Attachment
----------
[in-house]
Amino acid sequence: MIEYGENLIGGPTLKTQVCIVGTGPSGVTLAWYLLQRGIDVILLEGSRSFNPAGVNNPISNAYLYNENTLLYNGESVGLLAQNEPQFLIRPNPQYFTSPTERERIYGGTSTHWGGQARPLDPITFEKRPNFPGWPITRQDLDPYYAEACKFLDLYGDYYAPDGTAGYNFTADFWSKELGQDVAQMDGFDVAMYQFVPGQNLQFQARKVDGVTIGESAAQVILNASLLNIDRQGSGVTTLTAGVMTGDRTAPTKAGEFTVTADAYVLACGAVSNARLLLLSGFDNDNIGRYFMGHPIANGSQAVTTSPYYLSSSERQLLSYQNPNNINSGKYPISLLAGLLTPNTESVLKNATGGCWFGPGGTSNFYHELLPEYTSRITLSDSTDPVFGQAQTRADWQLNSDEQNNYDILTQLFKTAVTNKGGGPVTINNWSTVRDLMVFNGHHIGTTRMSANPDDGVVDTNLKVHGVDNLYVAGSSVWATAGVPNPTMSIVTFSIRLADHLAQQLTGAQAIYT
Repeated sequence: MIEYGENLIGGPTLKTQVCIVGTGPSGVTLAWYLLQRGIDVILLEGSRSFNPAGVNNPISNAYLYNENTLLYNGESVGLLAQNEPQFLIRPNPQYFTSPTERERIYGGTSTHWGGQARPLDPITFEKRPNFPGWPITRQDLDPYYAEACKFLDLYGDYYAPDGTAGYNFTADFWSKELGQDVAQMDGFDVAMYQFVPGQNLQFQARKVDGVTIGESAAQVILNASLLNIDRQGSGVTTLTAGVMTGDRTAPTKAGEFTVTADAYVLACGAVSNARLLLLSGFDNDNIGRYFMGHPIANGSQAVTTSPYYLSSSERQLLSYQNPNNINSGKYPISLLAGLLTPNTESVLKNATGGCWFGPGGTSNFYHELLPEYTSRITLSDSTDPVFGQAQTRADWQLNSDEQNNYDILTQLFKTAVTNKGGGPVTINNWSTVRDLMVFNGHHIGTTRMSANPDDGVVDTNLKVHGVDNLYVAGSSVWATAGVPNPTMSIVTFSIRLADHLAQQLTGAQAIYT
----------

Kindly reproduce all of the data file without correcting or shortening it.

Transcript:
[in-house]
Amino acid sequence: MIEYGENLIGGPTLKTQVCIVGTGPSGVTLAWYLLQRGIDVILLEGSRSFNPAGVNNPISNAYLYNENTLLYNGESVGLLAQNEPQFLIRPNPQYFTSPTERERIYGGTSTHWGGQARPLDPITFEKRPNFPGWPITRQDLDPYYAEACKFLDLYGDYYAPDGTAGYNFTADFWSKELGQDVAQMDGFDVAMYQFVPGQNLQFQARKVDGVTIGESAAQVILNASLLNIDRQGSGVTTLTAGVMTGDRTAPTKAGEFTVTADAYVLACGAVSNARLLLLSGFDNDNIGRYFMGHPIANGSQAVTTSPYYLSSSERQLLSYQNPNNINSGKYPISLLAGLLTPNTESVLKNATGGCWFGPGGTSNFYHELLPEYTSRITLSDSTDPVFGQAQTRADWQLNSDEQNNYDILTQLFKTAVTNKGGGPVTINNWSTVRDLMVFNGHHIGTTRMSANPDDGVVDTNLKVHGVDNLYVAGSSVWATAGVPNPTMSIVTFSIRLADHLAQQLTGAQAIYT
Repeated sequence: MIEYGENLIGGPTLKTQVCIVGTGPSGVTLAWYLLQRGIDVILLEGSRSFNPAGVNNPISNAYLYNENTLLYNGESVGLLAQNEPQFLIRPNPQYFTSPTERERIYGGTSTHWGGQARPLDPITFEKRPNFPGWPITRQDLDPYYAEACKFLDLYGDYYAPDGTAGYNFTADFWSKELGQDVAQMDGFDVAMYQFVPGQNLQFQARKVDGVTIGESAAQVILNASLLNIDRQGSGVTTLTAGVMTGDRTAPTKAGEFTVTADAYVLACGAVSNARLLLLSGFDNDNIGRYFMGHPIANGSQAVTTSPYYLSSSERQLLSYQNPNNINSGKYPISLLAGLLTPNTESVLKNATGGCWFGPGGTSNFYHELLPEYTSRITLSDSTDPVFGQAQTRADWQLNSDEQNNYDILTQLFKTAVTNKGGGPVTINNWSTVRDLMVFNGHHIGTTRMSANPDDGVVDTNLKVHGVDNLYVAGSSVWATAGVPNPTMSIVTFSIRLADHLAQQLTGAQAIYT